How Technologies Can Benefit the Capital Markets
Challenges of the pandemic accelerated the capital market's commitment to digital transformation, highlighting how technology infrastructures can benefit them.
FREMONT, CA: Technology has never been more intertwined with the capital markets as it is now. COVID-19 expedited the digital and cloud transformation of financial institutions (FIs) and market infrastructures (MIs) that had previously started. Businesses that had already moved their applications, infrastructure, and delivery processes to the cloud may quickly move to the work from home (WFH) concept. Despite this, legacy systems and regulations continue to be a problem. Like most people, senior executives in the capital markets hope to return to normalcy, but they understand that their environment will never be the same.
Technology and regulation account for 90 percent of the significant drivers of change in the trading industry. Substantial changes to technology strategy are required as top executives from both business and technology divisions attempt to capitalize on the momentum of digitalization and mobile service rollout while accepting that the rapid rate of regulatory change is certain to continue. The delivery methodology for technology assets, and the corporate mindset, must change.
The current tendency is for financial institutions to focus their technological resources on leveraging core expertise, creating value differentiators, and outsourcing commodity activities to partners or outsourcers. It will take a variety of forms, including:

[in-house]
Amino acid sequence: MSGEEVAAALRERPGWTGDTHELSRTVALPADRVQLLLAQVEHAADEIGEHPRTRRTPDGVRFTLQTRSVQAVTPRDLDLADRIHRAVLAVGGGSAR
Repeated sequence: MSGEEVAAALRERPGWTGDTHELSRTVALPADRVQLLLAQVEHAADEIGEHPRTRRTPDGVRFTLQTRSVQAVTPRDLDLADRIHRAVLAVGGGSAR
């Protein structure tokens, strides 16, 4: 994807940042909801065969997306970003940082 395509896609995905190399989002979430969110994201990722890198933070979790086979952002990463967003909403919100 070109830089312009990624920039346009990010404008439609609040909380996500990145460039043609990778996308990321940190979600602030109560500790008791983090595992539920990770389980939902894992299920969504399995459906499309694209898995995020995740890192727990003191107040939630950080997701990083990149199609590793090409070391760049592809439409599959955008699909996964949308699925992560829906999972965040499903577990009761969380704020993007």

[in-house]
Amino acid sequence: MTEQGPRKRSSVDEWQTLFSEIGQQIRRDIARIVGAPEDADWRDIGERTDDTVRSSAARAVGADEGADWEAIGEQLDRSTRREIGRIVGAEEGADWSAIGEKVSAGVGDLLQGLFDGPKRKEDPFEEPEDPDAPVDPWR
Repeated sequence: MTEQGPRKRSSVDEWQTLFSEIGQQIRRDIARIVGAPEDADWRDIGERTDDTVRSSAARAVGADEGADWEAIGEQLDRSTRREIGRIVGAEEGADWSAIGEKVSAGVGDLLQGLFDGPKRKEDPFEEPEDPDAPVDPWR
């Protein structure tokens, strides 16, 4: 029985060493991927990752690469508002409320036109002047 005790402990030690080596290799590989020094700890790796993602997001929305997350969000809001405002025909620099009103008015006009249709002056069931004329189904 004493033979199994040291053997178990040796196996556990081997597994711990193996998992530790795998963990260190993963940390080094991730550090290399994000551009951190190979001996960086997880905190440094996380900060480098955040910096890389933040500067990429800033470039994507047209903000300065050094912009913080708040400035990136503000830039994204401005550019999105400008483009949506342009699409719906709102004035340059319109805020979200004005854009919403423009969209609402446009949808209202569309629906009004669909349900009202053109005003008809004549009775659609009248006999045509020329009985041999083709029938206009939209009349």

The buy-side is increasingly asserting control over its technology and purchasing data, technology solutions, and platforms. As the number of entities attempting to supply solutions to the buy-side grows, the sell-side recognizes that it needs to invest more in getting to know its clients to keep them coming back.
As the world becomes more digital, senior management must reconsider the organization's data strategy. Definition of the business's vision of success in the digital world, the effect of integration (or absence thereof) across the front, middle, and back offices, and finding and exploiting data to remain competitive will all be critical to the deployment of essential technologies. Artificial intelligence (AI), APIs, blockchain or distributed ledger technology (DLT), cloud, data management, microservices, and other technologies depend on specific objectives and a desire to change the culture and structure of the organization to support new solutions (like eliminating data silos).
Outsourcing and Insourcing:
Trading desks, data management, foreign exchange, and middle office services are all being outsourced by several asset managers. The purchase and sale sides consider portfolio, pricing analytics, or outsourced services for noncore or nonstrategic customer services. For access to certain technologies and skills, smaller dealers may turn to technological partnerships.